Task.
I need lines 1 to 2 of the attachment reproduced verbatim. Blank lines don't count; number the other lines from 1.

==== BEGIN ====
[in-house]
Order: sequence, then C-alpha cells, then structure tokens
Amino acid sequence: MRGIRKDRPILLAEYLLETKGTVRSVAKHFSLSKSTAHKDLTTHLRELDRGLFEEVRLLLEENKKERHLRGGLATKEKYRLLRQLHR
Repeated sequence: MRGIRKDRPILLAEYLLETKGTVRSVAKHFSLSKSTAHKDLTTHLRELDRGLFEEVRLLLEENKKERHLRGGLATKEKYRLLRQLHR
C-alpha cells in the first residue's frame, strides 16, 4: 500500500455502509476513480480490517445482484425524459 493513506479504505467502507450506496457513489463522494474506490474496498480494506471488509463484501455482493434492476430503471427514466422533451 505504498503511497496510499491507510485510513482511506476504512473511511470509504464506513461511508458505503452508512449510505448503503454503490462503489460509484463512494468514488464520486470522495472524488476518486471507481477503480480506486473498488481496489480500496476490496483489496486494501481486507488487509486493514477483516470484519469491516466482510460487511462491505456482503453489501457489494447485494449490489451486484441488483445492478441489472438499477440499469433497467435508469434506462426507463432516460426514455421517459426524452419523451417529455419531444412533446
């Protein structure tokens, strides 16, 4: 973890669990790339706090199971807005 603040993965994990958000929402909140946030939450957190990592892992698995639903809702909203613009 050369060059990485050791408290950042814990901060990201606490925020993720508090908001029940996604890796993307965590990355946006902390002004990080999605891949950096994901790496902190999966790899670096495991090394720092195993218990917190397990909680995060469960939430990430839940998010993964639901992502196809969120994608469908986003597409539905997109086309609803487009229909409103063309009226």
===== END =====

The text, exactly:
[in-house]
Order: sequence, then C-alpha cells, then structure tokens